I originally got this book for the Year of Feminist Classics project, but when they actually discussed it back in January I was only about 20 pages in. And then I put it aside for four months. The thing is, while being a hugely important and interesting work, this one is pretty tough to read. Or at least, I thought so.

First up, why was it hard to read? Well, it’s rambling and repetitive to such an extent that even my abridged Penguin Great Ideas edition of 132 pages felt too long. The language is as archaic as you might expect of 1792 and the society to which it refers is so long gone that it’s only recognisable from old novels. This also means that a lot of her arguments and the things she wishes to change have already changed, the fight has been won, so you could argue that it’s no longer relevant.

And yet, it is also eye-opening and indeed educational to be reminded how different society was, how unequal the sexes, and therefore how much progress has been made. Mary Wollstonecraft was arguing against the assumption that women are inherently weak, incapable, over-emotional beings with a natural love of dresses and pretty things; that men are inherently superior and women their slaves. This is not the view of one or two lone misogynists but that of most people in the western world at the time.

Wollstonecraft addresses herself to men and keeps all of her arguments abstract. She does not single out great women of history to look up to and indeed her comments about queens not being the equal of kings make me suspect that she did not subscribe to the now widely held view that Elizabeth I was a fine example of a woman proving herself in a man’s world. What Wollstonecraft does do is paint a series of caricatures of women who have been ruined by their upbringing or society or both.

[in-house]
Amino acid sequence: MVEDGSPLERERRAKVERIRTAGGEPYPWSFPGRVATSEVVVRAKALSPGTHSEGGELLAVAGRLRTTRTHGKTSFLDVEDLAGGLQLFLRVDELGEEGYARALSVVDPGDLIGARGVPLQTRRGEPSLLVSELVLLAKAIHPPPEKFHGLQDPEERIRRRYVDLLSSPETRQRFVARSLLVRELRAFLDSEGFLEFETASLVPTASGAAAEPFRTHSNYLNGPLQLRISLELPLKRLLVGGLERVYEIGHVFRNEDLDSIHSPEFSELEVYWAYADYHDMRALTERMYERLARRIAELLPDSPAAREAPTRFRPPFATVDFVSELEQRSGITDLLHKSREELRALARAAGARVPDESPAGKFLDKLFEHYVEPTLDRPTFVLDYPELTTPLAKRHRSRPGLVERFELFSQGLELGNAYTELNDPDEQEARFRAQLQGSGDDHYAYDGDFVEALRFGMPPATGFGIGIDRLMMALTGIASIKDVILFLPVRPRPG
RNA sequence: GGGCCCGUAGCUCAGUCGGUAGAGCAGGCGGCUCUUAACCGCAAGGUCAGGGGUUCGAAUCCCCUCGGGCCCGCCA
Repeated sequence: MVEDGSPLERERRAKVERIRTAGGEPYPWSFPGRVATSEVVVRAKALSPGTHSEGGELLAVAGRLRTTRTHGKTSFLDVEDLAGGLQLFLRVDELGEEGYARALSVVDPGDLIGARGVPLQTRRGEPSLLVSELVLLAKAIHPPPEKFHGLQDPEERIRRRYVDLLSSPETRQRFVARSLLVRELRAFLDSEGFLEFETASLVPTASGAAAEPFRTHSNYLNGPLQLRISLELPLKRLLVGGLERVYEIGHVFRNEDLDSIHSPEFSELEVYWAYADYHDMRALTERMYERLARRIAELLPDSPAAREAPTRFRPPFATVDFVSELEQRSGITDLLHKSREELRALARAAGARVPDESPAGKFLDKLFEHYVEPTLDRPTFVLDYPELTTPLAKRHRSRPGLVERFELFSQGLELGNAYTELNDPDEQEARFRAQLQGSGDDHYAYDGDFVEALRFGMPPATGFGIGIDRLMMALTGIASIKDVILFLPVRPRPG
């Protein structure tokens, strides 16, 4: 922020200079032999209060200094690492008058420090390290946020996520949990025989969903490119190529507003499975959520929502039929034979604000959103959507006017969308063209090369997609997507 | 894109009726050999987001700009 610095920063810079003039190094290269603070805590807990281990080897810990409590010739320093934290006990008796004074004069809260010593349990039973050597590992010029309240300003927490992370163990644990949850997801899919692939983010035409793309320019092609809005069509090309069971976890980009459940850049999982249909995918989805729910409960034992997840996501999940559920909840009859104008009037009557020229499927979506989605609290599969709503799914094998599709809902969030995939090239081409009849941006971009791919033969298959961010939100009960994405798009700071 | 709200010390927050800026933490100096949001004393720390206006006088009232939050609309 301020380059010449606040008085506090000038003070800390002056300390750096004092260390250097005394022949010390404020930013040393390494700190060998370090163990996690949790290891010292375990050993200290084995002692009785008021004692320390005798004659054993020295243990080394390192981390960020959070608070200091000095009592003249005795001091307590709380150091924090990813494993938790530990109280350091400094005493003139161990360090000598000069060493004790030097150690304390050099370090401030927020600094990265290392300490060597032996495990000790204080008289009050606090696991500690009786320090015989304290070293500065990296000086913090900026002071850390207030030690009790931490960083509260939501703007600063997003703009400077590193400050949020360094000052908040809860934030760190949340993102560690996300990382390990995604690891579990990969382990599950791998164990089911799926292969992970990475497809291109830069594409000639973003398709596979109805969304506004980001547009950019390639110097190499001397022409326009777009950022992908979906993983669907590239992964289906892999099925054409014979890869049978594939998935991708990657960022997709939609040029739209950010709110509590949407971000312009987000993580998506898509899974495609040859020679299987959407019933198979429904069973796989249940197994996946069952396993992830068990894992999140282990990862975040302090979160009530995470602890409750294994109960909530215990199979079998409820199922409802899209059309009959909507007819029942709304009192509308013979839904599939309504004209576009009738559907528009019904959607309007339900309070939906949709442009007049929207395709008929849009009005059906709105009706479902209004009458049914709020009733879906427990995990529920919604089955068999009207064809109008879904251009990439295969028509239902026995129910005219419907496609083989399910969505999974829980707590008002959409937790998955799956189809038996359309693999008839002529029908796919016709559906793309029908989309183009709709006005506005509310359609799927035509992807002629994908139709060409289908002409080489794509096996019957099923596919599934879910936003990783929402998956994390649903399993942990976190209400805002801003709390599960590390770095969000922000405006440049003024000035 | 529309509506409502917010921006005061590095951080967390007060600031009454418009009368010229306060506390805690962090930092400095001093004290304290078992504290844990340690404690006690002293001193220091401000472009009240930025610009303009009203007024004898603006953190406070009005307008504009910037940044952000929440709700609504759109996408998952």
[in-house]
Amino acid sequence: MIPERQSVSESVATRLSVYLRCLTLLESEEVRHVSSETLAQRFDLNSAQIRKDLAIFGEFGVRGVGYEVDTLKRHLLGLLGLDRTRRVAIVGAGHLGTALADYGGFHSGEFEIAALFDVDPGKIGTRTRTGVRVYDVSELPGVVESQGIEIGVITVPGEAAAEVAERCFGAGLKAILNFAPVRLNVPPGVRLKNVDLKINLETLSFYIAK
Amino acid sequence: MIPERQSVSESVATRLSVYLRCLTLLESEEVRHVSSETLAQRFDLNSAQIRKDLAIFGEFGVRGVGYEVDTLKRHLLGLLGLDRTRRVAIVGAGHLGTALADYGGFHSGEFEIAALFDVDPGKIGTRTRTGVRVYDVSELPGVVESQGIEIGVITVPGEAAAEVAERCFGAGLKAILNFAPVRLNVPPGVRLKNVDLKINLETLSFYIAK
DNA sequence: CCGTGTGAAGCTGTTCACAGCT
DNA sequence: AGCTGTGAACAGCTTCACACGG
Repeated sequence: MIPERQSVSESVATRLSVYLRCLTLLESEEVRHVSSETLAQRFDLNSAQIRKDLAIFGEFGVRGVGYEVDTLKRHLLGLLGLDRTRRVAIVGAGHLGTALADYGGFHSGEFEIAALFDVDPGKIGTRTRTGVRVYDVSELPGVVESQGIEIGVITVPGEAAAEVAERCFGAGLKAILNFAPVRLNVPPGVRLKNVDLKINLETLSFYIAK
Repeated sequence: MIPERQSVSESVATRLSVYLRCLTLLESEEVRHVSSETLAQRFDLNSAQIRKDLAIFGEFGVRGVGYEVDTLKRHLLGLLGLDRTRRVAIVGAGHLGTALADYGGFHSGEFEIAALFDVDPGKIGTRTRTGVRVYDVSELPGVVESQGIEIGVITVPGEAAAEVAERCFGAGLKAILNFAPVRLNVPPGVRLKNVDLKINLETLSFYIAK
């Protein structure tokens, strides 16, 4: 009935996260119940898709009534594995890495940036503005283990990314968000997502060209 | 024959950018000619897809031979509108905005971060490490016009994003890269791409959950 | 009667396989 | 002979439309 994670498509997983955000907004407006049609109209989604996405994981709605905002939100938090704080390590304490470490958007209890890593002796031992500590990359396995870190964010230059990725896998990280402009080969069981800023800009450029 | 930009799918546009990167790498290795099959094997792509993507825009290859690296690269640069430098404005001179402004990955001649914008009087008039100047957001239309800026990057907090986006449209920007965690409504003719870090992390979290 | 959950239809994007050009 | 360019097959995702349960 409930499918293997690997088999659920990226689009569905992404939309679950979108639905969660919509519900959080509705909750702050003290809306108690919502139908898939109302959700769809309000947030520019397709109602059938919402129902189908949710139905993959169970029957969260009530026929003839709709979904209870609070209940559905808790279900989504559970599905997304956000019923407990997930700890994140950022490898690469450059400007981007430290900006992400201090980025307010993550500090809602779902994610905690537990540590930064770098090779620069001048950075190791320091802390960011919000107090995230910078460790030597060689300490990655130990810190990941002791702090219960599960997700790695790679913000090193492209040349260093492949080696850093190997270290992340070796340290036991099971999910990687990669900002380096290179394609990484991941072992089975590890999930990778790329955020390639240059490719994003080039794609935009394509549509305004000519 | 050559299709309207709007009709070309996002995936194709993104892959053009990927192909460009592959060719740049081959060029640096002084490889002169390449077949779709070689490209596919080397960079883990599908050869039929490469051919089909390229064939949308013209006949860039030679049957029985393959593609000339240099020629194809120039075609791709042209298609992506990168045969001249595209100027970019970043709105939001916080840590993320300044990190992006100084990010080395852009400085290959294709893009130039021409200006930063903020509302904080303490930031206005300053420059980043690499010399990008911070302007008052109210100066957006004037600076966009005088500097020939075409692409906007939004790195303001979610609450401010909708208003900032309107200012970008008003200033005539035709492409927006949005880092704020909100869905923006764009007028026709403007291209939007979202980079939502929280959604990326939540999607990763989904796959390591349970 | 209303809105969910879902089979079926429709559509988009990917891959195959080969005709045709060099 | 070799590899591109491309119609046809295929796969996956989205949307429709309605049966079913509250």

This text does not set out any rules for women to follow to improve themselves, besides a brief attack on reading novels (which she distinguishes from literature). The primary point seems to be a plea to the powers that be – all male, of course – to at least try providing equal education for girls as for boys, so that women can prove by themselves that their silliness is a result of lack of education first and foremost.

Though education is her primary goal, there are also social changes to be made that are harder to resolve, and indeed Wollstonecraft does more describing how the current state of things is bad than suggesting how it can be changed. She appeals to what men might want in a woman – when sexual passion dries up, don’t they want an interesting, educated companion to share their life with? Don’t they want their children to spend their formative years with a strong, sensible, intelligent caregiver? Don’t they want to share some interests and hobbies with their life partner, to make marriage more enjoyable?

One point that Wollstonecraft makes is that while men have various hobbies and pastimes, women have only one – their appearance – which has a derogatory effect in numerous ways. And this really rang true for me because from what I remember, though it’s been a while, magazines for girls are about that one thing and basically nothing else – how to attract boys, what celebrities are wearing, how to pluck your eyebrows… How on earth this stuff can be regurgitated weekly astounds me but it was and probably still is. Yet lads mags, between the topless/bikini-clad ladies, have articles about cars, gadgets, films, sport. They’re still clichéd topics, sure, but at least there’s some variety, some looking outward to the world. It’s depressing how little has changed since 1792 when you look at details like that.

The passage that struck me the most was related to the above but not quite making the same point. Wollstonecraft argues that men who encourage women to be flirts who obsess over their appearance create women who are too physically unfit to be of any use in the bedroom or in childbirth. Now there’s a point I can agree with!

I’m glad I ploughed my way to the end and I can see why it’s considered important, but this was too poorly structured and hard to read for me to call it great.

First published 1792.

See also: reviews by Amy Reads and Emily of Evening All Afternoon. If you’re interested in Mary Wollstonecraft, it’s well worth taking a look at the excellent project A Vindication of the Rights of Mary.